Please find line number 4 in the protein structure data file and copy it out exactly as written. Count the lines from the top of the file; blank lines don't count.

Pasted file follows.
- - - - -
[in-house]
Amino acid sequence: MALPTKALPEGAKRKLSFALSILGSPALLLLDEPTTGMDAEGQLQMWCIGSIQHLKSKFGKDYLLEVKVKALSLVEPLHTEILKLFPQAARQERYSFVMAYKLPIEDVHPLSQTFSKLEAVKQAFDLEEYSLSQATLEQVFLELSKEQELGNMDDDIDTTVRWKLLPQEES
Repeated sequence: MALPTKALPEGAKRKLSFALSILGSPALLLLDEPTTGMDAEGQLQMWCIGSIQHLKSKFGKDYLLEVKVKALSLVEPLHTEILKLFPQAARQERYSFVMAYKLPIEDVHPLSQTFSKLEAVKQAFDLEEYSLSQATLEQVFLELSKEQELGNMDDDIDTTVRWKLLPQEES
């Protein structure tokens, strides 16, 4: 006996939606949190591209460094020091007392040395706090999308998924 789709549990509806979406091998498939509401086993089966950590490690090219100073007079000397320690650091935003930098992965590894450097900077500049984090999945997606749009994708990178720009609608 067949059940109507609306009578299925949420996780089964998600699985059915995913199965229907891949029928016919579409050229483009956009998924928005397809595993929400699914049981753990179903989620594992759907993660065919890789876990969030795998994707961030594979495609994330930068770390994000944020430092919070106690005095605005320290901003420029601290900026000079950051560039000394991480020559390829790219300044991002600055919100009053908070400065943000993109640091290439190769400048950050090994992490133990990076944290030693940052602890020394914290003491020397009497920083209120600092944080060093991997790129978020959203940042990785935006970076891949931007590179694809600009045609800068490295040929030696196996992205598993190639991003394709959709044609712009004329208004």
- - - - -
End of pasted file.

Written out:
């Protein structure tokens, strides 16, 4: 006996939606949190591209460094020091007392040395706090999308998924 789709549990509806979406091998498939509401086993089966950590490690090219100073007079000397320690650091935003930098992965590894450097900077500049984090999945997606749009994708990178720009609608 067949059940109507609306009578299925949420996780089964998600699985059915995913199965229907891949029928016919579409050229483009956009998924928005397809595993929400699914049981753990179903989620594992759907993660065919890789876990969030795998994707961030594979495609994330930068770390994000944020430092919070106690005095605005320290901003420029601290900026000079950051560039000394991480020559390829790219300044991002600055919100009053908070400065943000993109640091290439190769400048950050090994992490133990990076944290030693940052602890020394914290003491020397009497920083209120600092944080060093991997790129978020959203940042990785935006970076891949931007590179694809600009045609800068490295040929030696196996992205598993190639991003394709959709044609712009004329208004």